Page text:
- Know that people sometimes make mistakes. This may be in paradox with the above idea, but sometimes groups of people (or individuals) make mistakes and the decision turns out wrong for the organization. For the most part, organizations are resilent and will outlast the poor decision
- understand the dynamics of groups making decisions. I know that as the Board of Regents for Concordia University, St. Paul gathers on Monday to make this decision, they will be bringing multiple views, values, and assumptions to the table. They will hear and interpret the information in different ways, and they will then decide on a decision making process that best reflects them as a group. Another group might make a different decision - and they might both be right
- Believe that there is a bigger plan that goes beyond this one decision. As I consider the vastness of God's creation and the idea that there is a big wide world out there, this one decision (or any one decision) is often insignificant in the big (I mean REALLY big) scheme of things. While I consider this a HUGE decision, there are billions of people who could actually care less (that's a humbling thought)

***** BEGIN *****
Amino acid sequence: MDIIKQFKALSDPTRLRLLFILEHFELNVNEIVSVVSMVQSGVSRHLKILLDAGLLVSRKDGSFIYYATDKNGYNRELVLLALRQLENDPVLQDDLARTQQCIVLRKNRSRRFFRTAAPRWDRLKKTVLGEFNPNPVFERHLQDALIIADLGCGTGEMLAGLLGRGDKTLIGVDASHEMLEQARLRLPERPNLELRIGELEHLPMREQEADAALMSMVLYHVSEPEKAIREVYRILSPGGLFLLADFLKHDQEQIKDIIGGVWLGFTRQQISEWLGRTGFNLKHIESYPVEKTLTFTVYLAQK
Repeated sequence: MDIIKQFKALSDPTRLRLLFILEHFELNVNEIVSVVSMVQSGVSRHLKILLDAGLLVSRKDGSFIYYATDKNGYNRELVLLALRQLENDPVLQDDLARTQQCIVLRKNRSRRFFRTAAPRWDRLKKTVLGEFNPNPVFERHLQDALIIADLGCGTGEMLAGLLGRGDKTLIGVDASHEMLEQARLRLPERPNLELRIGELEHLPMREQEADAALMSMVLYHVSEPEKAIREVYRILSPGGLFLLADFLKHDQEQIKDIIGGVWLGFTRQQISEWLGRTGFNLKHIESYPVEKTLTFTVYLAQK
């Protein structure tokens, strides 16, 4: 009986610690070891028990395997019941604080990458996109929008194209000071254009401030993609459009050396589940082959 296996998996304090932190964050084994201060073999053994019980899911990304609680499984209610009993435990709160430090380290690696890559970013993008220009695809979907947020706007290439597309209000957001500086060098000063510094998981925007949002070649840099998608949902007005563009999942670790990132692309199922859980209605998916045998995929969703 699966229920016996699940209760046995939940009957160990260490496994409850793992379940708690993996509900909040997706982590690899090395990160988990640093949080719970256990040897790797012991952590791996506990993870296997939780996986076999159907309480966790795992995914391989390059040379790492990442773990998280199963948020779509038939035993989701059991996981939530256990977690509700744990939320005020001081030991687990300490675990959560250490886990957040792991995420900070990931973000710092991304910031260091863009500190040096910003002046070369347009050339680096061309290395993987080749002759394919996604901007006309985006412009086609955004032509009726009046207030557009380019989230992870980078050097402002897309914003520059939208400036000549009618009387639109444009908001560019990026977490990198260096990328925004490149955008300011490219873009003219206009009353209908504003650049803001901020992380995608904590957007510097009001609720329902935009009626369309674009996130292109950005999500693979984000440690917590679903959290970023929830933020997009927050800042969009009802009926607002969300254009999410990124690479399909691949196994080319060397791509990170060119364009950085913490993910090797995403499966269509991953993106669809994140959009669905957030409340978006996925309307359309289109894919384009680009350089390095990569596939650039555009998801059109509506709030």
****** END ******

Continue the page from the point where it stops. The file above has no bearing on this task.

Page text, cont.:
- Trust that God is always in control. My faith in a God that is much bigger than I can even imagine allows me to believe He is in control of not only this one decision, but of the future of the institution and of my future. This is not only conforting for me, but also for my hopes and dreams for Concordia University, St. Paul.
And so, let me close this "chapter" of my blog (and of my life) with this prayer:
Heavenly Father, as you have promised to be with us always...and as you have promised to even "count the hairs on our head," I trust that this decision is now in your hands. As you have chosen 17 people to serve Concordia University St. Paul in the capacity of Regent, so now use their gifts, talents, and wisdom in choosing that person who will lead your University into the future. Give peace to those who anxiously wait for this decision - and allow the three candidates to see how you will use our gifts, talents and wisdom to best bring about your Kingdom in the days, weeks, months, and years ahead. Help us (and others) trust the process as we place our lives into your hands. Amen.